Interstellar
Matthew McConaughey front and centre on the Interstellar poster.Warner Bros

This weekend film goers around the world will be wandering out of cinemas in something of a daze as they attempt to process Christopher Nolan's Interstellar.

Stumbling through a wet London recently I attempted to arrange my mess of thoughts about the film into some kind of order, and in doing so came to the conclusion that for all the space travel, astrophysical pondering and soppy talk of love, Interstellar is predominantly a film about optimism.

Optimism seems to be a quality the modern world tries relentlessly to stamp out. However - without wanting to sound like a greetings card or a Tumblr user pent up on sugar - optimism is not something that can ever be extinguished.

In Interstellar we follow intrepid space explorers in far flung space and an earthbound population teetering on the brink of extinction. The possibility of our existence as a species ending provides the extreme that tests the belief of Nolan's characters.

One of my main gripes about the film was with how overpoweringly sentimental it is. The story of family and love reminded me in many ways of Steven Spielberg's work, but the execution was problematic.

From a director better known for washed out pallets and po-faced, masculine storylines, such a powerful, sweet message was unexpected, but looking at Nolan's career I've noticed this kind of hopeful tone slowly creeping in.

Christopher Nolan
Warner Bros

At the close of his debut feature Following the protagonist is unable to prove his innocence having been the victim of a charming con man's game. Memento - the film that made Nolan's career - ends on a grave note as we discover Leonard has been as willing to abuse and exploit his own damaged mind as all those around him.

Move through his filmography and glimmers of optimism start to appear. Insomnia ends with the death of its lead, but not before he instructs his understudy not to hide his dark truth. The Prestige meanwhile ends in a dark and twisted fashion for one of its obsessive magicians, but with a hopeful, joyous reunion for his rival.

Then comes The Dark Knight, which ends with a lie, but one conjured for good intentions. The Joker has wreaked havoc on Gotham, breaking the mind of its white knight Harvey Dent. But as it appears he has won "the fight for Gotham's soul" Batman makes a heroic and selfless decision to put a stop to it.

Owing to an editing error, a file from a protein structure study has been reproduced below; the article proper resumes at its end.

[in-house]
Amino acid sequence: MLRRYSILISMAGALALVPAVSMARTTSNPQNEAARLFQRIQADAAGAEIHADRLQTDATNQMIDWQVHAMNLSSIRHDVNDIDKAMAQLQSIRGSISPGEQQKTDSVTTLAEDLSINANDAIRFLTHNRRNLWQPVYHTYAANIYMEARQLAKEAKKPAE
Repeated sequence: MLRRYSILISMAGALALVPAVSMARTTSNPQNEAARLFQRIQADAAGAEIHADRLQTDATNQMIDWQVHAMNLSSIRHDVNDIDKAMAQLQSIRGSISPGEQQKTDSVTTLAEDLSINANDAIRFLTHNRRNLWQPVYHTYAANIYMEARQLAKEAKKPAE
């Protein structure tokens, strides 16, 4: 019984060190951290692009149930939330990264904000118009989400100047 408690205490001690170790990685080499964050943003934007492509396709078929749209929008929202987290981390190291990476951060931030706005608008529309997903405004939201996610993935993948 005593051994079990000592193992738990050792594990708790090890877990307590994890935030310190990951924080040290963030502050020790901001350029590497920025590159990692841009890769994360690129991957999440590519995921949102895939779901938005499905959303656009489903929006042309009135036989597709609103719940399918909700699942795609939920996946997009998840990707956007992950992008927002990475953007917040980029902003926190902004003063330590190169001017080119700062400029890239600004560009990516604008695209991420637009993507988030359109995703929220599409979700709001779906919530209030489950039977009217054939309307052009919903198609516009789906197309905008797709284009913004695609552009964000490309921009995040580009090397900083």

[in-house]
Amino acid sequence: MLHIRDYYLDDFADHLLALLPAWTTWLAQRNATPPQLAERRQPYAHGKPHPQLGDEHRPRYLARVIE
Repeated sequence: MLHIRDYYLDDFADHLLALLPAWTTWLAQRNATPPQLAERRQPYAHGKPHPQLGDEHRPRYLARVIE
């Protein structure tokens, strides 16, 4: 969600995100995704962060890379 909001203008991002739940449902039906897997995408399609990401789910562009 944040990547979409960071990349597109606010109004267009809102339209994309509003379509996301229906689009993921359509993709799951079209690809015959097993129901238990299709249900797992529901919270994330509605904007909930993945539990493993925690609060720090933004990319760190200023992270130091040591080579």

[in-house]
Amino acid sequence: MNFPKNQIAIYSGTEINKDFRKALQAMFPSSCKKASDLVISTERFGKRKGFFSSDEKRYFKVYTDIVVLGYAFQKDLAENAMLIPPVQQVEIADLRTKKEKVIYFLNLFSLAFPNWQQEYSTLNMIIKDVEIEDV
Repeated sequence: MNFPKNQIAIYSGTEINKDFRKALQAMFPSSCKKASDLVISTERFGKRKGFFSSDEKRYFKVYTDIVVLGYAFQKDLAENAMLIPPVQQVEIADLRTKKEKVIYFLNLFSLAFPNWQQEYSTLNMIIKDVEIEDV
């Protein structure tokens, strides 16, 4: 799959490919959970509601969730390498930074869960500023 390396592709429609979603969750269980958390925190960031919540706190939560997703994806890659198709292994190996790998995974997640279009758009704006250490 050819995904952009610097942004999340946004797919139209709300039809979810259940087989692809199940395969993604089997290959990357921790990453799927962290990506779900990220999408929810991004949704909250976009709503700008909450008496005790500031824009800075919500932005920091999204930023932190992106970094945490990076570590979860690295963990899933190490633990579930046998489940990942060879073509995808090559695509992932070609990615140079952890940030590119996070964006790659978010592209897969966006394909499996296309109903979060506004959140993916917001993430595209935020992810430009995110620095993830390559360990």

Inception's ending was interpreted by many in a much more sombre way than it was intended. Had Cobb actually been dreaming, then his entire journey would have failed, however Nolan actively gives the audience enough evidence in that final scene (the visible, audible wobble of the totem and the older child actors) that we can assume his personal journey indeed ends in reality.

The real point of Inception's climax is that Cobb no longer cares whether he's dreaming or not. What we don't see but can safely assume would happen, is him returning to that table and finding his reality confirmed. It's the happy ending we hope for, don't see, but is certainly implied.

Nolan's films are often gripping because they build to endings toing the line between crowd-pleasing resolution and poignant moroseness, which is how he infuses his endings with elements of both.

Increasingly however, his finales have been more optimistic and hopeful. However in The Dark Knight Rises this becomes a problem when Nolan's pursuit of a happy ending creates a logical nightmare when it is revealed that Bruce Wayne faked his death to start afresh.

Interstellar
Warner Bros

Interstellar is an even more hopeful story about the lengths love can drive us to, and with that increasing presence of hope in Nolan's films this sentimentality shouldn't really have been as surprising as it was.

The reason why Nolan's work has grown more optimistic harks back to Inception. Often interpreted as being about the art of filmmaking, the protagonist's team is based on a group of filmmakers, with a producer, actor, special effects supervisor and a director.

Filmmakers, like the team in Inception, are purveyors of knowing deceit the kind of which people readily gobble up. Movies are little white lies told to entertain, comfort and inform, and the act of making them is inherently optimistic.

Even films about worst things imaginable aren't made to wallow in depressing subject matter, but to shine a light on the darker elements of ourselves and serve as warning. There are exceptions, there always are, but overwhelmingly optimism drives the film industry on both large and small scales.

Any film, released by any director, on YouTube or in enormous IMAX theatres, is released in the hope of positive reaction, of reaching out, touching and stirring another human soul. That's the beauty of movies, and why we love them so much.